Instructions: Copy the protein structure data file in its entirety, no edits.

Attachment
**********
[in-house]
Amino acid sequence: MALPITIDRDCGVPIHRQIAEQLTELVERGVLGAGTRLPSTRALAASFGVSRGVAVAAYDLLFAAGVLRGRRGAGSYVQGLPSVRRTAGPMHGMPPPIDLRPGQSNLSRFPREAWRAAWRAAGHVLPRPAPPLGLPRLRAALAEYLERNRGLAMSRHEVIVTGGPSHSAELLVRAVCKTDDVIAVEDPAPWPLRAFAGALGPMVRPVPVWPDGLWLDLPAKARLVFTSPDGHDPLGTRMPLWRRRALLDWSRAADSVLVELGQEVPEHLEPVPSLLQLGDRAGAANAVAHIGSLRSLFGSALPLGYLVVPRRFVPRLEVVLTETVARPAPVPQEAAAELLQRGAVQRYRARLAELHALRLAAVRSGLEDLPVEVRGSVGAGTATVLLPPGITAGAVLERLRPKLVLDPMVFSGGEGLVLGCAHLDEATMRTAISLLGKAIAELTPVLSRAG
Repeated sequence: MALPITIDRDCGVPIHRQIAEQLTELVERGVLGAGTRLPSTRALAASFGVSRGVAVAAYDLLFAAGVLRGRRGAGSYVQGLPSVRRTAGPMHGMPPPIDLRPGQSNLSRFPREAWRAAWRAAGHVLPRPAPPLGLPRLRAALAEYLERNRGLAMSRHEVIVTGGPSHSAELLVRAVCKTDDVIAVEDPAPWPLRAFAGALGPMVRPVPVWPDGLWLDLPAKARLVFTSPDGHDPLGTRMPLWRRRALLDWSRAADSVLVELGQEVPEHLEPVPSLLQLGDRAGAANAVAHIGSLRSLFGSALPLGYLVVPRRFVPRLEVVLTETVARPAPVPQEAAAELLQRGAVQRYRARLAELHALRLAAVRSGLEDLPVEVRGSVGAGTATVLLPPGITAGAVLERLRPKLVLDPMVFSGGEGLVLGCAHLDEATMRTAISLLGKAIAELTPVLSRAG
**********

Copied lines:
[in-house]
Amino acid sequence: MALPITIDRDCGVPIHRQIAEQLTELVERGVLGAGTRLPSTRALAASFGVSRGVAVAAYDLLFAAGVLRGRRGAGSYVQGLPSVRRTAGPMHGMPPPIDLRPGQSNLSRFPREAWRAAWRAAGHVLPRPAPPLGLPRLRAALAEYLERNRGLAMSRHEVIVTGGPSHSAELLVRAVCKTDDVIAVEDPAPWPLRAFAGALGPMVRPVPVWPDGLWLDLPAKARLVFTSPDGHDPLGTRMPLWRRRALLDWSRAADSVLVELGQEVPEHLEPVPSLLQLGDRAGAANAVAHIGSLRSLFGSALPLGYLVVPRRFVPRLEVVLTETVARPAPVPQEAAAELLQRGAVQRYRARLAELHALRLAAVRSGLEDLPVEVRGSVGAGTATVLLPPGITAGAVLERLRPKLVLDPMVFSGGEGLVLGCAHLDEATMRTAISLLGKAIAELTPVLSRAG
Repeated sequence: MALPITIDRDCGVPIHRQIAEQLTELVERGVLGAGTRLPSTRALAASFGVSRGVAVAAYDLLFAAGVLRGRRGAGSYVQGLPSVRRTAGPMHGMPPPIDLRPGQSNLSRFPREAWRAAWRAAGHVLPRPAPPLGLPRLRAALAEYLERNRGLAMSRHEVIVTGGPSHSAELLVRAVCKTDDVIAVEDPAPWPLRAFAGALGPMVRPVPVWPDGLWLDLPAKARLVFTSPDGHDPLGTRMPLWRRRALLDWSRAADSVLVELGQEVPEHLEPVPSLLQLGDRAGAANAVAHIGSLRSLFGSALPLGYLVVPRRFVPRLEVVLTETVARPAPVPQEAAAELLQRGAVQRYRARLAELHALRLAAVRSGLEDLPVEVRGSVGAGTATVLLPPGITAGAVLERLRPKLVLDPMVFSGGEGLVLGCAHLDEATMRTAISLLGKAIAELTPVLSRAG